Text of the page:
Out of the 12 cars that we run as part of the ëOur Carsí fleet, four of them are SUVs, including this, the latest arrival to the office car park. And thatís hardly surprising, considering how these Sports Utility Vehicles are taking the marketplace by storm. The Karoq arrived on sale almost a year ago and is Skodaís mid-sized offering that competes against the Ford Kuga, Nissan Qashqai and Peugeot 3008, as well as homegrown alternatives like the SEAT Ateca and Volkswagen Tiguan. It sits on the Volkswagen Group MQB platform, uses the same engines and bears more than a passing resemblance to the Ateca that it shares much of its technology with. They both have the same wheelbase and are within two centimetres of each other in overall length.
But whereas the Ateca has been criticised for its interior being a little low rent, Skodaís designers and engineers have created a cabin that is a whole lot more upmarket and feels better quality. There are swathes of piano black surfaces, more tactile surfaces and a prominently placed glass-like infotainment system with a touchscreen that is eight-inches in size. All of the latest connectivity options are catered for, including Android Auto, Apple CarPlay and Bluetooth, and thereís a handily placed USB port in front of the gear selector, so I can charge up my iPhone. A lot of thought has gone into the design of the cabin, with a large ëJumbo boxí underneath the central armrest that is sectioned off to accommodate two drinks cups, as well as sections for coins and a fuel card.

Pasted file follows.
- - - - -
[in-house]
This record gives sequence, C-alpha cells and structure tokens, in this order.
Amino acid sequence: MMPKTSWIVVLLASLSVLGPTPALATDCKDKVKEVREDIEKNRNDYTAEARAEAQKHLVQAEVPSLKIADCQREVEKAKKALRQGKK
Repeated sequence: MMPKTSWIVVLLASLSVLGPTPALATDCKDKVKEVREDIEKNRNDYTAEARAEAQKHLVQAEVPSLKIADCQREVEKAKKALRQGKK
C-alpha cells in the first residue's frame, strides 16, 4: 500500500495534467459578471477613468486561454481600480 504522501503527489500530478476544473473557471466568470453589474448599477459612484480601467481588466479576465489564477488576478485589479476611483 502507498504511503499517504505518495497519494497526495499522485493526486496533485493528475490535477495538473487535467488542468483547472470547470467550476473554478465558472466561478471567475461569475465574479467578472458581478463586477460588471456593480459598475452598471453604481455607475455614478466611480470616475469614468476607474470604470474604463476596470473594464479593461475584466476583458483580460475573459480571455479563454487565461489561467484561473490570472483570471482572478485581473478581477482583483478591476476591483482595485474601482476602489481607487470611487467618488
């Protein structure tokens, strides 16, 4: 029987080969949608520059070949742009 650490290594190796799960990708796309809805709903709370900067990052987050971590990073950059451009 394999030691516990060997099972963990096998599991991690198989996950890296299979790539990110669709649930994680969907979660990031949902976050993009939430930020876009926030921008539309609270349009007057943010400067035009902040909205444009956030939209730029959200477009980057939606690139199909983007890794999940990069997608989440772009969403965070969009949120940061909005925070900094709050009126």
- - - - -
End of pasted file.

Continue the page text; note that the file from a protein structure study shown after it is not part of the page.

With the Karoq pressed into service to carry my two young daughters, we specified the Karoq so that it is as family friendly as possible. The £250 upgrade to leather upholstery was a no brainer, giving the interior wipe-clean convenience, and a pair of tablet holders to keep Kayla and Felicity quiet on journeys is a snip at just £50. The Family Pack not only includes rear privacy glass, but also a power-operated child safety lock, a rubbish bin in the door panel and a double sided mat in the luggage compartment. Itís an absolute bargain at £120. With the winter months promising icy mornings, and possibly snow, the £275 heated front windscreen and washer nozzles are a sound investment. The automatic high beam lights, auto-dimming rear view mirror, automatic headlights and rain sensor is a low-cost addition at £200 and the reassurance of having a spare wheel meant paying an extra £150. Traffic sign recognition is a handy feature, costing just £75, and the ability to carry a childís Isofix car seat in the front is an extra £35. We also opted for the driver assistance package that consists of adaptive cruise control, lane assist, blind spot detection, traffic jam assist and emergency assist at a cost of £1,210. Itís one of the least tangible optional extras, and weíll see if we actually bother to use the technology, or whether itís a wasteful foray. The bright red paintwork of our car is what Skoda calls an ëexclusiveí colour, and for that read more expensive. Itís a hefty £975 optional extra and is one of the few bright colours that are offered on the Karoq, which in turn makes it easier to see on the road by other road users. Itís for that reason that I chose it over four shades of grey, two dark blues, green or black. Skoda also offers two shades of white, but with us running the Karoq over the winter months, it would permanently look dirty.
Date arrived 12th November 2018
Fuel economy 58.9 (combined) 42.6mpg (on test)
The tablet holders are an absolute snip at £50 and should keep the kids quiet in the back.
Skoda’s are cheerful, but no longer cheap.